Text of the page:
by Patrick Fearon-Hernandez, CFA, and Thomas Wash
[Posted: 9:30 AM EDT] | PDF
Good morning! Concerns over earnings are weighing on equities, and Astros manager Dusty Baker announced that he is retiring. Today’s Comment begins with a discussion about the ECB’s latest rate decision. Next, we analyze the recent plunge in the yen and assess how political realignment may impact support for Ukraine. As always, our report includes an overview of the latest domestic and international data releases.
Throwing in the Towel? With high inflation and a looming recession, the European Central Bank is reluctant to predict the future path of policy.
- European policymakers held policy rates steady at their October 26 meeting, following 10 consecutive hikes. The decision to keep rates at their current levels comes amidst signs that euro area inflation has dropped. In September, the consumer price index rose 4.27% year-over-year, well below the previous month’s rise of 5.01%. At the press conference, ECB President Christine Lagarde reiterated the central bank’s commitment to containing inflation and its readiness to raise rates if necessary. While confident that inflation will continue to make progress, ECB President Christine Lagarde stated that the central bank will take a wait-and-see approach before deciding whether to hike rates again.
- In addition to interest rate uncertainty, the European Union faces concerns about implementing a bloc-wide 3% deficit-to-GDP target and a 60% debt-to-GDP ratio by its self-imposed January 2024 deadline. Although there isn’t an agreement in place, the plan is for EU members to resume their deficit and debt targets, which were temporarily suspended during the pandemic, and amend the fiscal rules to allow governments more flexibility in meeting targets over four years, with a possible seven-year extension in exchange for reforms and investments. Details of the arrangements are still being negotiated, with the sides far apart. The lack of guidance may force policymakers to hold rates tighter for longer to prevent inflation from arising from fiscal spending.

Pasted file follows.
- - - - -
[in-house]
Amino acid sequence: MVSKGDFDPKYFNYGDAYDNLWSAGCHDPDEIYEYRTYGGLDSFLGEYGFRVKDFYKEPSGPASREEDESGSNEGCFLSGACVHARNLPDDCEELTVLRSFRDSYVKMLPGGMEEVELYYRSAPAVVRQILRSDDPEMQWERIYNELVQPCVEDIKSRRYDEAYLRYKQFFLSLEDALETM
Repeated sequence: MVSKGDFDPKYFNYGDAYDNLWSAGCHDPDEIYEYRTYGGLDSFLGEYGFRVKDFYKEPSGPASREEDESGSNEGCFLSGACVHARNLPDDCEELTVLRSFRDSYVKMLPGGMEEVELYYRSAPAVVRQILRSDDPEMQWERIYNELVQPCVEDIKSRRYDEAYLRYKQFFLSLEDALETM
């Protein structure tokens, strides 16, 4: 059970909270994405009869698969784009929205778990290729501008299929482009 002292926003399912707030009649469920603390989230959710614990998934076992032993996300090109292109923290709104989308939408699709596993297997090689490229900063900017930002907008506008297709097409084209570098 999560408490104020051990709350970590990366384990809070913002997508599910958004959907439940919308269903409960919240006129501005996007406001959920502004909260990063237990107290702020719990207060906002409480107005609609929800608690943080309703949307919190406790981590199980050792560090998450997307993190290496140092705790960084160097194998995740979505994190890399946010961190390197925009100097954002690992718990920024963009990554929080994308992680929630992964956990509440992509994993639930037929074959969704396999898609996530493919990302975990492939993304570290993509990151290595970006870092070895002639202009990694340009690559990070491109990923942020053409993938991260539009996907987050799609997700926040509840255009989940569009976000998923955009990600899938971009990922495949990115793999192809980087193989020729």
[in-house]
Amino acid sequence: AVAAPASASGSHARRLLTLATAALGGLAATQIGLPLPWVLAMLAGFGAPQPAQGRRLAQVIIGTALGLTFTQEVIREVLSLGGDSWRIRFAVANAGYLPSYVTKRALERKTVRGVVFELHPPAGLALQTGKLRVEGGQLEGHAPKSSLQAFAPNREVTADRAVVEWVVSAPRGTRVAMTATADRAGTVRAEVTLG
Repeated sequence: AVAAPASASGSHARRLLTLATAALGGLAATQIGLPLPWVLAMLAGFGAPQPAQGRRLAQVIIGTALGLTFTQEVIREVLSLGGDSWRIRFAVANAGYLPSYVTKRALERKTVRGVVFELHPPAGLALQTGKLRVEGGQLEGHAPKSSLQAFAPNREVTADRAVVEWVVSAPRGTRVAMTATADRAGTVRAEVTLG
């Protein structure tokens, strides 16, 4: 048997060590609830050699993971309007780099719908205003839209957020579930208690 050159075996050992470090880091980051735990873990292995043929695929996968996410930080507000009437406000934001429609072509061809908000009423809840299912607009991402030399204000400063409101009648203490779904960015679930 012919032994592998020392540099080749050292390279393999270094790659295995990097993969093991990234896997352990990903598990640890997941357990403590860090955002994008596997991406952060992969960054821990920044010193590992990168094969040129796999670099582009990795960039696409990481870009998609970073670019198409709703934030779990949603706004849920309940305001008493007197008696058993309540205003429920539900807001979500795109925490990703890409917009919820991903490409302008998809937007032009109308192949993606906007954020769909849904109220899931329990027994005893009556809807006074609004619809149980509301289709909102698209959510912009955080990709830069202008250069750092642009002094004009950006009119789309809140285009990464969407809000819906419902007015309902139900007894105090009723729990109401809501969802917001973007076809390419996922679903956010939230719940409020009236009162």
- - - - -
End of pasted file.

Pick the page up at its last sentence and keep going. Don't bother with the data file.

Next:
- The European Central Bank faces a more precarious predicament than the Federal Reserve when deciding future policy. Eurozone inflation is higher and growth is slower than in the United States, limiting policymakers’ flexibility to raise rates. On the other hand, policymakers may be reluctant to ease monetary policy on concerns that currency depreciation due to interest rate differentials could counterintuitively push up inflation. As a result, the ECB is more likely to hold policy steady for longer than the Federal Reserve, and rely more on other tools for tightening, such as raising the minimum reserve requirement.
Yen Troubles? The Japanese currency dropped to a 33-year low against the dollar on Wednesday, raising the likelihood of intervention from the Bank of Japan (BOJ) and a policy shift.
- The yen (JPY) closed at 150.25 per dollar on Wednesday, its lowest level since August 1990. The BOJ has stated that it was willing to intervene in exchange rate markets to prevent extreme swings in currency movements. Last October, the Bank of Japan intervened by selling dollars and buying yen, worth about $42 billion, after the JPY breached 150 to the dollar. Although BOJ officials have been mum about whether it is weighing another intervention, the central bank’s reputation of being the “widowmaker” has prevented analysts from betting big against the currency.